A few days ago, I had to calm down a frustrated life-long Seattle Mariners fan who was frustrated by the team’s slow start. I felt like the Kevin Bacon character from the movie “Animal House” when he’s performing crowd control at a parade and tells the masses to “remain calm, all is well.” Yes, it’s certainly possible that the Mariners could underachieve and be a disappointment. But, after just 15 games of a 162-game baseball season, it’s way too early to panic about the Mariners or any other team in the majors.
Nonetheless, a groundswell of social-media angst has developed after the Mariners registered only six wins during their first 15 games. A slow start during the first half-month of a season that’s nearly six-months long has created a furor among some fans who are wondering if the team will be “the same old Mariners” that hasn’t appeared in the postseason for over a decade.
Considering the high expectations being placed on this team, it’s understandable if new fans are a bit anxious about Seattle’s slow start. After all, the Mariners came excruciatingly close to making the postseason in 2014 and they’ve aggressively upgraded their offense in order to overcome their most glaring weakness of the 2014 season – inadequate run production. Longtime Mariners fans are all too familiar with the fact that their team – along with Montreal/Washington – are one of only two Major League Baseball franchises to never appear in a World Series. Yet, they’ve faithfully stuck with the team despite no postseason appearances since 2001. The combination of pent-up frustrations, high expectations, and a slow start by the team have led to a somewhat frustrated baseball fan-base in the third week of April.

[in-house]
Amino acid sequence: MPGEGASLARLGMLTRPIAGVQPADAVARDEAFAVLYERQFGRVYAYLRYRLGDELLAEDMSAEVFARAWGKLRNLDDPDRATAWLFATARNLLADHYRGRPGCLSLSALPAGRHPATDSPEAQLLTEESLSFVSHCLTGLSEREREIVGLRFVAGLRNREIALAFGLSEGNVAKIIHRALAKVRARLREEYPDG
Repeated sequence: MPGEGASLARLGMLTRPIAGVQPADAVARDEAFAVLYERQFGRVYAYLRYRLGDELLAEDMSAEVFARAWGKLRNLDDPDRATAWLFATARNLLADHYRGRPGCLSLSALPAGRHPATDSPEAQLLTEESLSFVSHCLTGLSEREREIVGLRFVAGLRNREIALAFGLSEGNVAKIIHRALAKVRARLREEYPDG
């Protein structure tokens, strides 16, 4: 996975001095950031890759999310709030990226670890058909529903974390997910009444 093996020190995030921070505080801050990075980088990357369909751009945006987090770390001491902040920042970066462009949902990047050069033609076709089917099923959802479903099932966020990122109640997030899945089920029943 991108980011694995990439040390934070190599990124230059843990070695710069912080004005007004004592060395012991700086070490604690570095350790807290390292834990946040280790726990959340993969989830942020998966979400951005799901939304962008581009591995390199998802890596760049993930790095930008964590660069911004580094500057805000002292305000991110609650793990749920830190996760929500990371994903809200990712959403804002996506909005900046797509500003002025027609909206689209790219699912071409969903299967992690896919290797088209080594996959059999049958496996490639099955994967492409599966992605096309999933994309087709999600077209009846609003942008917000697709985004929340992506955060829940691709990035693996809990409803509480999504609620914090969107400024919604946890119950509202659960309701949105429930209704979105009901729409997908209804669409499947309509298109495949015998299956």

With all of that said, take a look at where the Mariners stood after their first 15 games in 2014 and compare it to this year’s start. For me, it’s easy to see that the factors that compelled many to project Seattle as a World Series contender haven’t changed – especially after just two weeks.
The first thing that becomes apparent is that the standings mean nothing after 15 games. Seattle isn’t the only team to have a less-than-ideal start to the 2015 season. They are just two games behind the American League (AL) West division-leading Houston Astros and only two games separate the entire division. Considering how things started last season, no team in the division should be too high or too low about their 2015 start.